ARA (Arachidonic acid)

ARA is a natural fatty acid found in certain foods and is also produced in the body.

What are its health benefits?

ARA or arachidonic acid is essential to life in very small amounts. The arachidonic acid pathway is one of the main mechanisms for the production of pain and inflammation, as well as controlling homeostasis (temperature and pH regulation).

Its key function is to build inflammatory hormones responsible for the repair and growth of muscle tissue. Without sufficient ARA, for example in bodybuilding, one loses the short-term inflammation needed for building muscle tissue. ARA supplementation is effective for the repair, recovery and growth of muscle tissue after workouts.

ARA is also essential for foetal and infant development.

Do you have a deficiency?

Symptoms of an arachidonic acid deficiency include:

  • Dry, scaly and itchy skin
  • Hair loss
  • Dandruff
  • Infertility
  • Gastrointestinal disturbances
  • Food intolerances

ARA deficiency has also reportedly been associated with Alzheimer’s disease and bipolar disorder.

Find it in these foods

Your body obtains arachidonic acid from the omega-6 fatty acids found in vegetable oils, nuts and seeds. Only five to ten percent of your total daily kilojoule intake should be made up of omega-6 fatty acids to avoid potential health risks such as heart disease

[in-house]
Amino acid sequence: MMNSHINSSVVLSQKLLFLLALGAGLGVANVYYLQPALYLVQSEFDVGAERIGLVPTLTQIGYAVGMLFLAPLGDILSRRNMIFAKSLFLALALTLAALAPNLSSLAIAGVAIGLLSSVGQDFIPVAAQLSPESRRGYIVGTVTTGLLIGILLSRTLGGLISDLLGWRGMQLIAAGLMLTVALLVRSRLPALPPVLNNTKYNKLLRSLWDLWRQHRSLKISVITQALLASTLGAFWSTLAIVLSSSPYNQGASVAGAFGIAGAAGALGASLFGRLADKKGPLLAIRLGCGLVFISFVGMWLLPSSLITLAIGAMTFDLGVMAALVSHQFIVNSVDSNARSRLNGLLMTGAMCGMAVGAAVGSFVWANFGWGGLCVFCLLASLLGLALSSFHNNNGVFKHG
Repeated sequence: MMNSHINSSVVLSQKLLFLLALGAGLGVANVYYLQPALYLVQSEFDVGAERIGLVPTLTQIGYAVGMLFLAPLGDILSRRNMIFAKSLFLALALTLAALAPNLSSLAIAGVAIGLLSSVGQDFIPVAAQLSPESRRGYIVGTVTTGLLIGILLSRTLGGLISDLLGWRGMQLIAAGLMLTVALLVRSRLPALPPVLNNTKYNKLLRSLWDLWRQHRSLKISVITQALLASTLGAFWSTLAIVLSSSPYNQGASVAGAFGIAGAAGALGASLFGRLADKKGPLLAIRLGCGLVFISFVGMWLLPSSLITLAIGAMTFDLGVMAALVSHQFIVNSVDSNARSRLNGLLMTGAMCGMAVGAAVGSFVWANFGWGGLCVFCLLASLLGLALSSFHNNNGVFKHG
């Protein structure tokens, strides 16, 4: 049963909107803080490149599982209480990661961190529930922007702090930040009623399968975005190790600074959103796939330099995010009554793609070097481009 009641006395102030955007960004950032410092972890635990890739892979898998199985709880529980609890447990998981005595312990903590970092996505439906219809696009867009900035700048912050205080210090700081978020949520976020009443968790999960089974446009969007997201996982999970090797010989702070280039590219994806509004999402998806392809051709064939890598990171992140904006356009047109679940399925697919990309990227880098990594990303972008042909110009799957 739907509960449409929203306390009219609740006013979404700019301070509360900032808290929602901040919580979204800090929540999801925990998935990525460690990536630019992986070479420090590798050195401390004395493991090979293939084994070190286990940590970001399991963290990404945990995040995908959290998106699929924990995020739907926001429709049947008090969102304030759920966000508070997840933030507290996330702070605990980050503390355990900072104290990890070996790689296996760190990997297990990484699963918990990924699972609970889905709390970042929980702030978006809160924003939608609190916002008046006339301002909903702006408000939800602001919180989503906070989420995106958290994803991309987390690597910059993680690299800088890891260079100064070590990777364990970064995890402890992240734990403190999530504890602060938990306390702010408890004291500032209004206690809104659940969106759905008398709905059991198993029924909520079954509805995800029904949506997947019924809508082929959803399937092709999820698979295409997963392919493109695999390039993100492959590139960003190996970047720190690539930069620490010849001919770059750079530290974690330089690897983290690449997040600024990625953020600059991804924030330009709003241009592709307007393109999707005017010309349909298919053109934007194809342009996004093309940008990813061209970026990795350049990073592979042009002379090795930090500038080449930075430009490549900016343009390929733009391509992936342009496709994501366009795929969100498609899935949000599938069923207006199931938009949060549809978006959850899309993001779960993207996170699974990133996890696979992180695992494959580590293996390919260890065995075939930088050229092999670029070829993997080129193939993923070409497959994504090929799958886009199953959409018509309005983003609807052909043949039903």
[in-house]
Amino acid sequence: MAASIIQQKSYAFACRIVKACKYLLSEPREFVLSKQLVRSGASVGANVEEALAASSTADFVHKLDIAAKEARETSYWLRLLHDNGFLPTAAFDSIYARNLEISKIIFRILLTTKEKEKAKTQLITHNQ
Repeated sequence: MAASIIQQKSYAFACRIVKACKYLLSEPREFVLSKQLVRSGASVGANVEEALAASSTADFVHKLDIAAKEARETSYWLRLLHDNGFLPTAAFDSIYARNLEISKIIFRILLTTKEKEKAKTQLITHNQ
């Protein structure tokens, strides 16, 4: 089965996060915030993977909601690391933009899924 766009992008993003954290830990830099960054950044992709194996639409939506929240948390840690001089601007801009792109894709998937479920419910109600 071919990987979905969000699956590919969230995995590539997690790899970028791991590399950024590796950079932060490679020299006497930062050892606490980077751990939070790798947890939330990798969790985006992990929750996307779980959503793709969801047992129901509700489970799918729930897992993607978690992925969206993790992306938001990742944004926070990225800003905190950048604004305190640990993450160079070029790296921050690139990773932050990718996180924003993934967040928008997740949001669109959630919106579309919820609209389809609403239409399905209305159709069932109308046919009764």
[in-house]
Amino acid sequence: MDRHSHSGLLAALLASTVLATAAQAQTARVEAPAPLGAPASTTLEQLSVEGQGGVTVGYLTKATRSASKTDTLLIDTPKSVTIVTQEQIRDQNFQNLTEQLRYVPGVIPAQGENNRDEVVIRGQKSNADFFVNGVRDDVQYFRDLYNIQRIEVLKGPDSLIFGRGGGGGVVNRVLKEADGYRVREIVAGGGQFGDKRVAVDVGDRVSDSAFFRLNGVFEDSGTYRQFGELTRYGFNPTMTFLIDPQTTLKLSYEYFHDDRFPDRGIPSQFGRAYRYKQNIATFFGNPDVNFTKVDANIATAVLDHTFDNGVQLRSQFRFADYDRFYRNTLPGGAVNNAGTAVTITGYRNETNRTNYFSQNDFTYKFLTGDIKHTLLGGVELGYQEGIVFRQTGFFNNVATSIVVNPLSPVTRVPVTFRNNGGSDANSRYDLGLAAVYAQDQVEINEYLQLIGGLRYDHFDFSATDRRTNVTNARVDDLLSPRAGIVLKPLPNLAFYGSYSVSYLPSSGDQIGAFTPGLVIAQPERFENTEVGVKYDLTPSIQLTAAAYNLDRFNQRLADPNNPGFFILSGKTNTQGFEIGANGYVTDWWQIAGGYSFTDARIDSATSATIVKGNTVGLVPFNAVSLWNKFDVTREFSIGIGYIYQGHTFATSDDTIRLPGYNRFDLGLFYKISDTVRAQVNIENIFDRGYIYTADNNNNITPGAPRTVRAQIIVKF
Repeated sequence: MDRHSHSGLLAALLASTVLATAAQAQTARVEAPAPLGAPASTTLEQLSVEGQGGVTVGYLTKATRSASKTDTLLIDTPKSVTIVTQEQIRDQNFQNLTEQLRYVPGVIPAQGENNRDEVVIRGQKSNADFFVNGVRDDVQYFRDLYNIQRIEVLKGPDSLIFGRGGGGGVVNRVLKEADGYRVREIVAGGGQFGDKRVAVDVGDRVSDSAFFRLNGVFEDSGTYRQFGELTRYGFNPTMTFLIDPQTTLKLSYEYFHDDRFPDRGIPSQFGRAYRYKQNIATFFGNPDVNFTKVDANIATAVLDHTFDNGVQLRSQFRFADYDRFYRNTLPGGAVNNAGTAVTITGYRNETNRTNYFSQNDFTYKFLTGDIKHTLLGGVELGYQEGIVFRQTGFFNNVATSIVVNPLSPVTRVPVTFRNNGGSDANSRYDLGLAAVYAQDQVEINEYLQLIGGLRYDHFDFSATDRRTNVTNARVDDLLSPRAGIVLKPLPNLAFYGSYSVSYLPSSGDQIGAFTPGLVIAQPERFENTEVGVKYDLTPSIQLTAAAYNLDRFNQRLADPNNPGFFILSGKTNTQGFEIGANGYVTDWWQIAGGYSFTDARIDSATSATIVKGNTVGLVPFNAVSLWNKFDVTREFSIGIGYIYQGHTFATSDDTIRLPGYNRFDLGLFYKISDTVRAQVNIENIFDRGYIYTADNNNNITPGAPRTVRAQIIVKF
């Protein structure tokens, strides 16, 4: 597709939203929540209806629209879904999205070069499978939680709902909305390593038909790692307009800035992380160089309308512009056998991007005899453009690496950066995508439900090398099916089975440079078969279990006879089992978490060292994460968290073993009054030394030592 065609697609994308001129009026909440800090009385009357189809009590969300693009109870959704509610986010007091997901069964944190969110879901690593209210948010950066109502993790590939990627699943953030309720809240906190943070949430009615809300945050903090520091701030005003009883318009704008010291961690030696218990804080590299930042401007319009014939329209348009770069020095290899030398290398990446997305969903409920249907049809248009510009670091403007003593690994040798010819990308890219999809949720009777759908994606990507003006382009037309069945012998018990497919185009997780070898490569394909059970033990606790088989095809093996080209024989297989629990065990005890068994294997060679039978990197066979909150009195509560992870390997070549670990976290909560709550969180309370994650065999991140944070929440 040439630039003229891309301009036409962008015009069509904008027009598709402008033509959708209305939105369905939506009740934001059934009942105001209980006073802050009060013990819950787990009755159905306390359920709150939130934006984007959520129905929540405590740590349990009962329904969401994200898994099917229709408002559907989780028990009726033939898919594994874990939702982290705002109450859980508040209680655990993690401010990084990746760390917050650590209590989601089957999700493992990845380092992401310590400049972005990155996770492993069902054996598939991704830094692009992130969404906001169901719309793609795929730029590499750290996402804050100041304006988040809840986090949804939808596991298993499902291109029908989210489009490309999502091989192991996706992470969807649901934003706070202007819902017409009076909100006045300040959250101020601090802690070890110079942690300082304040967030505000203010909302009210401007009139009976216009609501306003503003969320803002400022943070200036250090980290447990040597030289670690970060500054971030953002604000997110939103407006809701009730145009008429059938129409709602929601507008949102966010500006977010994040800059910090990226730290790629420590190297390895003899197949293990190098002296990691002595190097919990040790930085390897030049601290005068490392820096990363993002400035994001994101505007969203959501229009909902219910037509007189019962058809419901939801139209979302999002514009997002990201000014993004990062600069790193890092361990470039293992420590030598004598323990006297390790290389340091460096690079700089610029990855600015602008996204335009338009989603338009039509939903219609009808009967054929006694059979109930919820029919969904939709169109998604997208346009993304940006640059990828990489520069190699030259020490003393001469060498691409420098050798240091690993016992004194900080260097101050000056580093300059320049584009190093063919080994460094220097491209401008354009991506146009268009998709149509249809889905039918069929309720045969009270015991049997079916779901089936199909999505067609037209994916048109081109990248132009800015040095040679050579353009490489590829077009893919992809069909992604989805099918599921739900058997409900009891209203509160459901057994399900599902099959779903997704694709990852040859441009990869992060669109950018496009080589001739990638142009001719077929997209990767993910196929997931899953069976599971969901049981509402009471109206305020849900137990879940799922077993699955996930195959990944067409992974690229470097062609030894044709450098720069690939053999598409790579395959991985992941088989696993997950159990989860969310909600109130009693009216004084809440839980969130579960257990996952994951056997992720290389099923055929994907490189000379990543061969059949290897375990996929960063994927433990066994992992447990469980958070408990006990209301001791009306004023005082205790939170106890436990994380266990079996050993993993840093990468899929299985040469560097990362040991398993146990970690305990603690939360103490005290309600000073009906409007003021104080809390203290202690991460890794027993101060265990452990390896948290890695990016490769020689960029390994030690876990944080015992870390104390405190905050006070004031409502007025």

Foods rich in ARA include:

  • Fatty red meats
  • Poultry
  • Egg yolks
  • Organ meats

If you do eat red meat, especially grilled meat, try to remove as much fat as possible.

Recommended dietary allowance (RDA)

While there is no RDA, ARA supplementation in daily dosages of 1 000 to 1 500mg has been well tolerated in clinical trials. People with cancer, inflammatory diseases and pregnant women should not take ARA supplementation.

Know the overdose risks

The human body needs ARA in small amounts, but an arachidonic acid overdose can be toxic. To avoid an excessive intake:

  • Reduce the amount of omega-6 fats and trans-fatty acids in your diet.
  • Use olive oil in your cooking instead of other common vegetable oils.
  • Do not buy products with trans-fats in them.
  • Keep your insulin levels low and stable throughout the day.
  • Eat egg yolks in moderation.

Ensure you discuss dietary supplementation with your Clicks pharmacist to avoid the potential for side effects and adverse interactions with medications.

The accuracy of this information was checked and approved by Clicks' pharmacist Waheed Abdurahman in February 2015